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Auto loans face tough road in Senate

House Majority Whip Rep. James Clyburn (D-SC) (center) walks through Statuary Hall after voting on the Auto Industry Financing and Restructuring Act at the U.S. Capitol -- December 10, 2008

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Scott Jagow: The House has passed a bill to help the automakers -- $14 billion in loans. But if you're in favor of that, I wouldn't get my hopes up. Things do not look good in the Senate. Here's Alabama Senator Richard Shelby:

Richard Shelby: It doesn't make 'em competitive in any way, it doesn't make 'em survive. This postpones the inevitable.

And here's Marketplace's Dan Grech:


Dan Grech: Senate Republicans are promising a filibuster.
Some say the plan invests too much power in the car czar; others say too little.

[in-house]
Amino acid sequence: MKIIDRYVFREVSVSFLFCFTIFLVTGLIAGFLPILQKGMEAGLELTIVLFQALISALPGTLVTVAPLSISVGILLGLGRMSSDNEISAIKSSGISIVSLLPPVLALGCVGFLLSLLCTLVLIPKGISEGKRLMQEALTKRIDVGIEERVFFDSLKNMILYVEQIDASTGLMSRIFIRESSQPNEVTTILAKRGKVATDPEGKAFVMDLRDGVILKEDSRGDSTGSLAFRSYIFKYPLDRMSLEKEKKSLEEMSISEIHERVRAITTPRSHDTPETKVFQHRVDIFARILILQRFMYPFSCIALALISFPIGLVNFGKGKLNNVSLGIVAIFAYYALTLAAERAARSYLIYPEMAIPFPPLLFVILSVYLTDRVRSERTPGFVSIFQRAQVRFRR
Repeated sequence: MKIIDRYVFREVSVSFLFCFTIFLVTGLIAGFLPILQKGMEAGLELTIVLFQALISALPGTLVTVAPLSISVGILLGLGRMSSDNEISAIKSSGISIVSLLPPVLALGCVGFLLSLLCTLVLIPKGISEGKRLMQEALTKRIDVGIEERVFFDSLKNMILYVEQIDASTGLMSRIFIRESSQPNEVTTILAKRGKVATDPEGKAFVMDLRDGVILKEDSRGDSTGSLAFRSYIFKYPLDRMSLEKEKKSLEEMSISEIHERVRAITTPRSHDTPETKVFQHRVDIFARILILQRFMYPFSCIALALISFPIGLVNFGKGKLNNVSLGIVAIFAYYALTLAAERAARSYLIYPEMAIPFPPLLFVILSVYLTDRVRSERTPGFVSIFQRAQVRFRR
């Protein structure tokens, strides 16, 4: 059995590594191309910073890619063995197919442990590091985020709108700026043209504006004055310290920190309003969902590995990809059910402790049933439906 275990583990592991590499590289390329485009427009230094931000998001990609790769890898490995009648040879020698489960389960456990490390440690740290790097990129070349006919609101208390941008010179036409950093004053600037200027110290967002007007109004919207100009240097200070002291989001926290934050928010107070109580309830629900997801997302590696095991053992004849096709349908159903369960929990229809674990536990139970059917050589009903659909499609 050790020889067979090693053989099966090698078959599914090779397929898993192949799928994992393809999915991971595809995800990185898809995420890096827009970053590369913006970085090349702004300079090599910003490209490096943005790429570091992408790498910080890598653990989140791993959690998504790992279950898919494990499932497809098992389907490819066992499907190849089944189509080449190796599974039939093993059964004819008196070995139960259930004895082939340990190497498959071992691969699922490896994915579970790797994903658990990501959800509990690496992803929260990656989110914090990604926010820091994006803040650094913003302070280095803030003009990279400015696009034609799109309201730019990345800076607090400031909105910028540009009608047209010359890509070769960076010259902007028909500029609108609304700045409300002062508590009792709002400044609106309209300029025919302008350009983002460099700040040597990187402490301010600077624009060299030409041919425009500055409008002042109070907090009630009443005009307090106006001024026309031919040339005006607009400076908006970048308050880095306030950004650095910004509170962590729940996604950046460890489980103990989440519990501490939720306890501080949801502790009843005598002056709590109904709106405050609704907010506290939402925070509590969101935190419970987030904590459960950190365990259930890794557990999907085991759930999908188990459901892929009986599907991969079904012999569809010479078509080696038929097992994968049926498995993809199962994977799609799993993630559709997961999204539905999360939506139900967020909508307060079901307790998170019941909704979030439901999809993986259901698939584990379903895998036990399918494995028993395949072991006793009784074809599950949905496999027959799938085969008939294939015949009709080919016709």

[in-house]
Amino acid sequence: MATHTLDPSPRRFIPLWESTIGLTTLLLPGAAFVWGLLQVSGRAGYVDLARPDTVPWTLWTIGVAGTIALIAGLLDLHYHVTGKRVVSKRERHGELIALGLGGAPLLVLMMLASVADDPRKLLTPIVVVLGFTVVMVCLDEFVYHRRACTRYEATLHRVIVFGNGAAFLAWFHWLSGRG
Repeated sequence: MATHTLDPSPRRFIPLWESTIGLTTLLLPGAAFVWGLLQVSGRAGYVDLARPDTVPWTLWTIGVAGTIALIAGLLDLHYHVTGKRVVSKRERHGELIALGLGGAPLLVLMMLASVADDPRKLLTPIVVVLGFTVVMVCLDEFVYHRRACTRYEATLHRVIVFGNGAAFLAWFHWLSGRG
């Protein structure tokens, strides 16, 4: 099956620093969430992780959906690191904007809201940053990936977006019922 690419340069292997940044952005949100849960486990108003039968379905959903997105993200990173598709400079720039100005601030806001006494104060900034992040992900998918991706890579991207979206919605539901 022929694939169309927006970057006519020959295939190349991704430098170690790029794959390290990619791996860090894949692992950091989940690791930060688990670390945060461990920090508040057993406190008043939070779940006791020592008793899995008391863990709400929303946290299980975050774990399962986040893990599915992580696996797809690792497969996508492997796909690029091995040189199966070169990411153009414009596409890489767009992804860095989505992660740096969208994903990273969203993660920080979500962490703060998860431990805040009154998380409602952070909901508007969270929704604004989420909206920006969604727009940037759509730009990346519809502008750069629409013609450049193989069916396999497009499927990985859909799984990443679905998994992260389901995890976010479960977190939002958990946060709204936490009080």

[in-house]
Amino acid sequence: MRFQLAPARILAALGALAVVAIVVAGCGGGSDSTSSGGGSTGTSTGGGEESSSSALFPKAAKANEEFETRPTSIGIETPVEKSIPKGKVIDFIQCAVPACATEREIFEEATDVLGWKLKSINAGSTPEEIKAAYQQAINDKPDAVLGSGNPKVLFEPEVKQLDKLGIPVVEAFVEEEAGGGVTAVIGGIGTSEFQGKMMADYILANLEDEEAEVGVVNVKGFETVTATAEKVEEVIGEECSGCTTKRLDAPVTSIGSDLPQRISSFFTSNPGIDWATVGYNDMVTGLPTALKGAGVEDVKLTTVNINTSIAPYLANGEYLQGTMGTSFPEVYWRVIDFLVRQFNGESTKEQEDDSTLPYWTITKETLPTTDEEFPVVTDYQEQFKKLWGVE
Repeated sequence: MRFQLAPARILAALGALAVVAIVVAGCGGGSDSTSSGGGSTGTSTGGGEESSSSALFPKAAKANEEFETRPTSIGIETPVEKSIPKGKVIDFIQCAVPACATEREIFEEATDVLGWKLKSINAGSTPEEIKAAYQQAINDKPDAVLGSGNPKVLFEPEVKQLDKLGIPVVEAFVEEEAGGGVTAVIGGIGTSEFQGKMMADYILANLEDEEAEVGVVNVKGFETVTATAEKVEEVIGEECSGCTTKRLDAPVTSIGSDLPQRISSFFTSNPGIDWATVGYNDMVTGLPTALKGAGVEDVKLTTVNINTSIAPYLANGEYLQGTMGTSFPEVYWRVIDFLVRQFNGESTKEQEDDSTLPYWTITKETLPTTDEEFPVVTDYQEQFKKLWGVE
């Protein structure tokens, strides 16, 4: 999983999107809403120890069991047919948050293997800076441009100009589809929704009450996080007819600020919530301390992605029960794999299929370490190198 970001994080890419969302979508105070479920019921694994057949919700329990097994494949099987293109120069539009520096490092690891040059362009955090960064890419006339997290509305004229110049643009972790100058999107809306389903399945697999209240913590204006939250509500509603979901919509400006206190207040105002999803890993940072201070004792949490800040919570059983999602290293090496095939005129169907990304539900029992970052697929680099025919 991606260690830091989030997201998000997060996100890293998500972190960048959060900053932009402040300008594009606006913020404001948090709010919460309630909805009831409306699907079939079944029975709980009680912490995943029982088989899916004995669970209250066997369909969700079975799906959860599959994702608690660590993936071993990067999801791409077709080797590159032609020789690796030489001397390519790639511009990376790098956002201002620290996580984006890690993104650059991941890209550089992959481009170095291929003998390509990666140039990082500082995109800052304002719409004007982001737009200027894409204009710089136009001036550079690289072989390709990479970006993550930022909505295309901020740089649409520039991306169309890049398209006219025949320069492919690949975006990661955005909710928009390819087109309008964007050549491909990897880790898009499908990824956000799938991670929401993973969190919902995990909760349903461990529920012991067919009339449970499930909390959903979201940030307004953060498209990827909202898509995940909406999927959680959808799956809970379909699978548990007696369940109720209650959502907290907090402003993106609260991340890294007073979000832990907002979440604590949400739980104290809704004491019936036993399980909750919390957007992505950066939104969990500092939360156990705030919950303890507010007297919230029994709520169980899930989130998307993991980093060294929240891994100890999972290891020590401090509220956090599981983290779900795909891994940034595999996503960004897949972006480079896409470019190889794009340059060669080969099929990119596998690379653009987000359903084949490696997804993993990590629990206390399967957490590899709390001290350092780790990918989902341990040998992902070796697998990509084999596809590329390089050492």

The senators want the plan to force sweeping changes in the auto industry, including deep wage cuts and reduced debt. Without an overhaul, the bill is unlikely to win passage in the Senate.

In many ways, this game was over before it started. Senate Republicans refused to even participate in negotiations over the plan because of their general opposition to a bailout.

General Motors and Chrysler are depending on this $14 billion emergency loan to avoid bankruptcy. GM is spending $2 billion in cash each month, and says its weeks away from running out of money.

I'm Dan Grech for Marketplace.

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